5 Survival Tips: For the End…of Daylight Savings Time

blog-dlst

Oh daylight savings time, how my household of littles loves you.

NOT! The end of daylight savings time is a day for early morning rises. 6 little feet come running into our room at an ungodly hour. Sweet faces turn their heads in confusion at our refusal to start the day.

If you have kids, you KNOW what I am talking about.

While it seems that everyone else gets to celebrate the extra hour of sleep, the Harris Family grownups are trying to figure out how we are going to restructure our kid’s schedule we have diligently worked all year to master. It is a reset. All our hard work starts back at the beginning…sigh.

Ok, so I have a tendency to be dramatic. But seriously, the sun is sleeping, so should I be.

This year I decided to put together a short list of survival tips to help us get through the reset. May the Lord be with you.

1. Hunker Down The day will inevitably be a bit hard with littles ones. They woke up early and nap time is later in the day than usual. I really can’t blame them. I melt when I get tired too. Don’t you?

2. Invite in the Hero (aka…the “OK to Wake Clock”)- This clock has saved the day in our house a number of times. Young kids can’t tell time, so they don’t understand why you are growling at them at 5am. You can set the clock for the time you would like them to come out of their room. It lights up to tell them it is time. In our house, everyone knows if the light has not come on, I should not see the light of your sweet face.

You can check it out here.

3. Prepare Early This suggestion might be too late for you now, but in the future, it helps if you prepare a few days ahead of time. Set the clock a few minutes later each day. This is a good idea any time you are sleep training. Asking a 4 year old to stop waking up at 5:30 am and setting the clock for 7:30 am is asking too much at once. Increase the time by 15 or 30 minutes each day until you get to your desired time.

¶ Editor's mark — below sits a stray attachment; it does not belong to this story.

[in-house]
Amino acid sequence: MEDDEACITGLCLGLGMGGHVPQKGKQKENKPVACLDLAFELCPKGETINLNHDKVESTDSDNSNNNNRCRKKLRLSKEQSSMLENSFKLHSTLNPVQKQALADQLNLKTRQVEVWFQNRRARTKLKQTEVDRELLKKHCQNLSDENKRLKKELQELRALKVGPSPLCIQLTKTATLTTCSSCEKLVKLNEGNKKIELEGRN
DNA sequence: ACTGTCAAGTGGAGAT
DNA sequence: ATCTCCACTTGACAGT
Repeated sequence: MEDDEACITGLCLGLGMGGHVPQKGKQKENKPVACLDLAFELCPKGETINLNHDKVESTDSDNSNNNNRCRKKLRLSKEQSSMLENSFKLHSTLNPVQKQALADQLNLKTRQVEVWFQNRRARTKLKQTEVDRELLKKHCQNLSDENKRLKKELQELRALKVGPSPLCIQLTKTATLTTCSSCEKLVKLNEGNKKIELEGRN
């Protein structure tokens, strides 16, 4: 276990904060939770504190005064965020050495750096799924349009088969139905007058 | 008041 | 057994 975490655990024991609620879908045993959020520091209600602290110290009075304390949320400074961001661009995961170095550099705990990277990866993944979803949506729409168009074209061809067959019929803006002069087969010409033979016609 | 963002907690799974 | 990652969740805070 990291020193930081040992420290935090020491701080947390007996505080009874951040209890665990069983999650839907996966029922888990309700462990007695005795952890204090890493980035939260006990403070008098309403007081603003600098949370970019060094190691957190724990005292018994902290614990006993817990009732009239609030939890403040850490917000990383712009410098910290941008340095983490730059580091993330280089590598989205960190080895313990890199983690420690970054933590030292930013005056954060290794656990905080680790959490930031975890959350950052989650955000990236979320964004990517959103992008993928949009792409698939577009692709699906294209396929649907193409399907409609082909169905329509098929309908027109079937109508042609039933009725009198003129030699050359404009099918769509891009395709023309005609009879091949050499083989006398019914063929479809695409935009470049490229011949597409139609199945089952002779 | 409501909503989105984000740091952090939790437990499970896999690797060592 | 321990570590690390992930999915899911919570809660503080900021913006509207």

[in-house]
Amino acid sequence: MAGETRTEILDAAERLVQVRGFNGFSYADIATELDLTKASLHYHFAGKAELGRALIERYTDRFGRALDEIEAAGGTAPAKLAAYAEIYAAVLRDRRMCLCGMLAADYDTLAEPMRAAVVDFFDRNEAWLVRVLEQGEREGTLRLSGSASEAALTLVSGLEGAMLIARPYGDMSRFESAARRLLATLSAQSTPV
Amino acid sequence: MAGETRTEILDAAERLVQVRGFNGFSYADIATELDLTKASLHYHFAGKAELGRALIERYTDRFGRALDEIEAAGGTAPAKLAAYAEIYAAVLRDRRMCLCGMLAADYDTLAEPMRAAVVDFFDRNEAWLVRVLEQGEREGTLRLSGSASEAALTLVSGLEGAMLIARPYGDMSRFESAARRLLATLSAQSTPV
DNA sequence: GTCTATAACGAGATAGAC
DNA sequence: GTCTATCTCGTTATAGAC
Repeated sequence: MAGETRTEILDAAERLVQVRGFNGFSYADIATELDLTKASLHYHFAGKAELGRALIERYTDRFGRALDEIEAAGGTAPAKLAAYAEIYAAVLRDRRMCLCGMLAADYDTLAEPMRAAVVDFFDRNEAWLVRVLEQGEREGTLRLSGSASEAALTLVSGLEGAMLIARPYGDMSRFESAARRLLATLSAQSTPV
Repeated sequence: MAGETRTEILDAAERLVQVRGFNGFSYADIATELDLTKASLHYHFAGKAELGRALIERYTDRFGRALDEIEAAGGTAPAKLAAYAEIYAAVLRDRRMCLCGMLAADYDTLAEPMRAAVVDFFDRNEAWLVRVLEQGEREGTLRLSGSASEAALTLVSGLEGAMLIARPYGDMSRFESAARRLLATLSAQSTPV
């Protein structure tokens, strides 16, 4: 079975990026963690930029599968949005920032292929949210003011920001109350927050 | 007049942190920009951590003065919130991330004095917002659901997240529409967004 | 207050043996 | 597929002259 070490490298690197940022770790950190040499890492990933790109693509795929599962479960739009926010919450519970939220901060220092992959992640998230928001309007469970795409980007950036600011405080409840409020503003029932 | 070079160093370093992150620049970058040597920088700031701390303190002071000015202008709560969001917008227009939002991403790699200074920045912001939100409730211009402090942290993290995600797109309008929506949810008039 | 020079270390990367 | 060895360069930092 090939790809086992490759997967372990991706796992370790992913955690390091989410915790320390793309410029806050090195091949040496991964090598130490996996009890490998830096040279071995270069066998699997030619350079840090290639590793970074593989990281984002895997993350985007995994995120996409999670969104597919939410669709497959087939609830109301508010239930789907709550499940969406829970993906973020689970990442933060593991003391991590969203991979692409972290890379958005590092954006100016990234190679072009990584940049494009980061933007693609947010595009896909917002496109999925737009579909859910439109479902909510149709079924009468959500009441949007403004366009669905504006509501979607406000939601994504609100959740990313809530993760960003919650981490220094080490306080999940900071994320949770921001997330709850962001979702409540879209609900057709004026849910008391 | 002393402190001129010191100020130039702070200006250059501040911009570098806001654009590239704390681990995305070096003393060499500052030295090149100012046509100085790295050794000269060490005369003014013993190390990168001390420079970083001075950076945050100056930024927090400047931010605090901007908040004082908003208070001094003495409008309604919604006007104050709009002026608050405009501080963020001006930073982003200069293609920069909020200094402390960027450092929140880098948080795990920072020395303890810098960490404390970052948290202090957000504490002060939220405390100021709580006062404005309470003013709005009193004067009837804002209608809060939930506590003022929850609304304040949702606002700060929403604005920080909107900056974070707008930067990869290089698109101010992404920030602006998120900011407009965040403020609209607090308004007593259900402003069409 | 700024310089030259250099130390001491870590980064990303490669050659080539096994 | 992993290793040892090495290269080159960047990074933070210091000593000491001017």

4. Have Realistic Expectations When you reset a young person’s schedule, even by an hour, it will take several days or even weeks for them to fully adjust. Don’t expect too much from them. Provide them with realistic boundaries, don’t plan too much in a day, and smile at them when they fail or melt.

5. Enjoy the Season Everything is for a season. These days of preparing for the END…of daylight savings time are only for a season. One day, your kids will grow up. They will be able to tell time. They will want to sleep longer than you. The tides will turn, and you will soon be reading a post on how to get your teenager out of bed. Enjoy this sweet season. Breathe it in.

I will be in the trenches with you tomorrow. Hang in there. It is not the END…of the WORLD.

Have a great weekend!

Cathy

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